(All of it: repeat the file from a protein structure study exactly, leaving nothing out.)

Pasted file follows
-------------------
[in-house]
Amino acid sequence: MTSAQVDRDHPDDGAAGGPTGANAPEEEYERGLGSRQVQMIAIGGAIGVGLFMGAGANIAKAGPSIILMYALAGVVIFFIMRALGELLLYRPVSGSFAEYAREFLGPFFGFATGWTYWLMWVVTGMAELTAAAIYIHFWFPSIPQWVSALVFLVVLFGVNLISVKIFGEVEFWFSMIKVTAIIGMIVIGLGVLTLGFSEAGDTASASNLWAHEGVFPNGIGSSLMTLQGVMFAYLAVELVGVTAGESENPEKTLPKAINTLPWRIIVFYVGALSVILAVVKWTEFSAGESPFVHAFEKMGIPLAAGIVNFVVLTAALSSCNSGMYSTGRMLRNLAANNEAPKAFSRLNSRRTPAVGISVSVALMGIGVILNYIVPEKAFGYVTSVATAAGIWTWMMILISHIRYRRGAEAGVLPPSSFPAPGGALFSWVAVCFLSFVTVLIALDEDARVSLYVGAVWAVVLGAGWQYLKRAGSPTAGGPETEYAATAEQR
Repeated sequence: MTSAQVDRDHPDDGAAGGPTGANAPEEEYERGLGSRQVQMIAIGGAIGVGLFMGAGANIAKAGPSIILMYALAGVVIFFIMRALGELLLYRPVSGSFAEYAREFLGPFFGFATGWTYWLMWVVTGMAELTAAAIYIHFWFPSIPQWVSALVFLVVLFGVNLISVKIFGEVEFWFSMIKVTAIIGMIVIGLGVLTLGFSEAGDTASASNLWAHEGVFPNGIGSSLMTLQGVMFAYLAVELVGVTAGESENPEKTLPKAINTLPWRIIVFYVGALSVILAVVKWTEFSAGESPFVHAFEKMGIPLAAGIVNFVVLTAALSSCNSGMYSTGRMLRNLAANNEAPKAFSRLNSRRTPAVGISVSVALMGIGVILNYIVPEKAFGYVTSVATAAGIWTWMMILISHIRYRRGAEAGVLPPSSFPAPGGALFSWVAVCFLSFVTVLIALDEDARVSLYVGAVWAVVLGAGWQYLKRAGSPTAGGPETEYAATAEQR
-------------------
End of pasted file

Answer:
[in-house]
Amino acid sequence: MTSAQVDRDHPDDGAAGGPTGANAPEEEYERGLGSRQVQMIAIGGAIGVGLFMGAGANIAKAGPSIILMYALAGVVIFFIMRALGELLLYRPVSGSFAEYAREFLGPFFGFATGWTYWLMWVVTGMAELTAAAIYIHFWFPSIPQWVSALVFLVVLFGVNLISVKIFGEVEFWFSMIKVTAIIGMIVIGLGVLTLGFSEAGDTASASNLWAHEGVFPNGIGSSLMTLQGVMFAYLAVELVGVTAGESENPEKTLPKAINTLPWRIIVFYVGALSVILAVVKWTEFSAGESPFVHAFEKMGIPLAAGIVNFVVLTAALSSCNSGMYSTGRMLRNLAANNEAPKAFSRLNSRRTPAVGISVSVALMGIGVILNYIVPEKAFGYVTSVATAAGIWTWMMILISHIRYRRGAEAGVLPPSSFPAPGGALFSWVAVCFLSFVTVLIALDEDARVSLYVGAVWAVVLGAGWQYLKRAGSPTAGGPETEYAATAEQR
Repeated sequence: MTSAQVDRDHPDDGAAGGPTGANAPEEEYERGLGSRQVQMIAIGGAIGVGLFMGAGANIAKAGPSIILMYALAGVVIFFIMRALGELLLYRPVSGSFAEYAREFLGPFFGFATGWTYWLMWVVTGMAELTAAAIYIHFWFPSIPQWVSALVFLVVLFGVNLISVKIFGEVEFWFSMIKVTAIIGMIVIGLGVLTLGFSEAGDTASASNLWAHEGVFPNGIGSSLMTLQGVMFAYLAVELVGVTAGESENPEKTLPKAINTLPWRIIVFYVGALSVILAVVKWTEFSAGESPFVHAFEKMGIPLAAGIVNFVVLTAALSSCNSGMYSTGRMLRNLAANNEAPKAFSRLNSRRTPAVGISVSVALMGIGVILNYIVPEKAFGYVTSVATAAGIWTWMMILISHIRYRRGAEAGVLPPSSFPAPGGALFSWVAVCFLSFVTVLIALDEDARVSLYVGAVWAVVLGAGWQYLKRAGSPTAGGPETEYAATAEQR